Details for Paralegals and Legal Assistants
Assist lawyers by researching legal precedent, investigating facts, or preparing legal documents. Conduct research to support a legal proceeding, to formulate a defense, or to initiate legal action.
- Prepare affidavits or other documents, such as legal correspondence, and organize and maintain documents in paper or electronic filing system.
- Prepare legal documents, including briefs, pleadings, appeals, wills, contracts, and real estate closing statements.
- Prepare for trial by performing tasks such as organizing exhibits.
- Investigate facts and law of cases and search pertinent sources, such as public records and internet sources, to determine causes of action and to prepare cases.
- Meet with clients and other professionals to discuss details of case.
- File pleadings with court clerk.
- Gather and analyze research data, such as statutes, decisions, and legal articles, codes, and documents.
- Direct and coordinate law office activity, including delivery of subpoenas.
- Call upon witnesses to testify at hearing.
- Arbitrate disputes between parties and assist in the real estate closing process, such as by reviewing title searches.
- Keep and monitor legal volumes to ensure that law library is up-to-date.
- Appraise and inventory real and personal property for estate planning.
- Investigative - Investigative occupations frequently involve working with ideas, and require an extensive amount of thinking. These occupations can involve searching for facts and figuring out problems mentally.
- Enterprising - Enterprising occupations frequently involve starting up and carrying out projects. These occupations can involve leading people and making many decisions. Sometimes they require risk taking and often deal with business.
- Conventional - Conventional occupations frequently involve following set procedures and routines. These occupations can include working with data and details more than with ideas. Usually there is a clear line of authority to follow.
Education, training, experience
- Education - Most occupations in this zone require training in vocational schools, related on-the-job experience, or an associate's degree.
- Training - Employees in these occupations usually need one or two years of training involving both on-the-job experience and informal training with experienced workers. A recognized apprenticeship program may be associated with these occupations.
- Experience - Previous work-related skill, knowledge, or experience is required for these occupations. For example, an electrician must have completed three or four years of apprenticeship or several years of vocational training, and often must have passed a licensing exam, in order to perform the job.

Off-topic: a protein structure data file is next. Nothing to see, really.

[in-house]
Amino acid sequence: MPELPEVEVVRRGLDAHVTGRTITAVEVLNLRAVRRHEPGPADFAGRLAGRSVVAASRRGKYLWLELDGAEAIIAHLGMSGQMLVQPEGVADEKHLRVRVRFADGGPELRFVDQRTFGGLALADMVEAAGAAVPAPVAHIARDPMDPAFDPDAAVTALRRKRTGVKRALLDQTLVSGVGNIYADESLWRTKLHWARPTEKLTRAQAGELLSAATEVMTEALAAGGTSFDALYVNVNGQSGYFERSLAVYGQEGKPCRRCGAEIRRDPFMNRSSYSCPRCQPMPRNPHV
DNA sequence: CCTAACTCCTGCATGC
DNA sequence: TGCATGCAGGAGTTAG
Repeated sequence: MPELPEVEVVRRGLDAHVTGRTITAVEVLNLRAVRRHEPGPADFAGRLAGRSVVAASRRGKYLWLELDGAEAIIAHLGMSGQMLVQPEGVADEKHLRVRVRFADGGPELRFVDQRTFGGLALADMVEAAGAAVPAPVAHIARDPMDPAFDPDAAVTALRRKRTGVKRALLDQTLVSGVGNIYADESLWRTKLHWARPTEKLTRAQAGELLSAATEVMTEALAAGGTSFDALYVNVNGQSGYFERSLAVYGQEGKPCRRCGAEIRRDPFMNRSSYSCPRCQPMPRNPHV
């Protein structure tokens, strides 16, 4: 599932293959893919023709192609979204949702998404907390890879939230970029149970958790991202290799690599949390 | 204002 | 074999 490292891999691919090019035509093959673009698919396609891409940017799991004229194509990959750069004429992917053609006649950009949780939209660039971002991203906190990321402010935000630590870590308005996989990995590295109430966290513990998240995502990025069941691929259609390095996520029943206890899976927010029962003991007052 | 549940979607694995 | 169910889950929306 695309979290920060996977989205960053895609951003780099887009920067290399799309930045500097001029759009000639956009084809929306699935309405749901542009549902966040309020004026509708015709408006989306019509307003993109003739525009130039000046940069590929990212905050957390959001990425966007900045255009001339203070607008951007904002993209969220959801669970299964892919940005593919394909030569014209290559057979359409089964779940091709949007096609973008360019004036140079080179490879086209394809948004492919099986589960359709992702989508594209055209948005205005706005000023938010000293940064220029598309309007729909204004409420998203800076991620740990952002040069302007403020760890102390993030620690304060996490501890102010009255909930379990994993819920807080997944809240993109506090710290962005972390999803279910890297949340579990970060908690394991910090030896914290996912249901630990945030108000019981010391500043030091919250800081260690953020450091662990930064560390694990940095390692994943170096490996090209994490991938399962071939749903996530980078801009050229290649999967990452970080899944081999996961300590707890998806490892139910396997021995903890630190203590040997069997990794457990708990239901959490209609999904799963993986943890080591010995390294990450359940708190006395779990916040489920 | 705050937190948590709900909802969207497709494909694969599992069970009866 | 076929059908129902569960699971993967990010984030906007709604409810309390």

- English Language - Knowledge of the structure and content of the English language including the meaning and spelling of words, rules of composition, and grammar.
- Law and Government - Knowledge of laws, legal codes, court procedures, precedents, government regulations, executive orders, agency rules, and the democratic political process.
- Computers and Electronics - Knowledge of circuit boards, processors, chips, electronic equipment, and computer hardware and software, including applications and programming.
- Clerical - Knowledge of administrative and clerical procedures and systems such as word processing, managing files and records, stenography and transcription, designing forms, and other office procedures and terminology.
- Reading Comprehension - Understanding written sentences and paragraphs in work related documents.
- Active Listening - Giving full attention to what other people are saying, taking time to understand the points being made, asking questions as appropriate, and not interrupting at inappropriate times.
- Writing - Communicating effectively in writing as appropriate for the needs of the audience.
- Speaking - Talking to others to convey information effectively.
- Critical Thinking - Using logic and reasoning to identify the strengths and weaknesses of alternative solutions, conclusions or approaches to problems.
- Court Clerks
- Law Clerks
- Legal Secretaries
- Loan Interviewers and Clerks
- Municipal Clerks
- Tax Preparers
- Title Examiners, Abstractors, and Searchers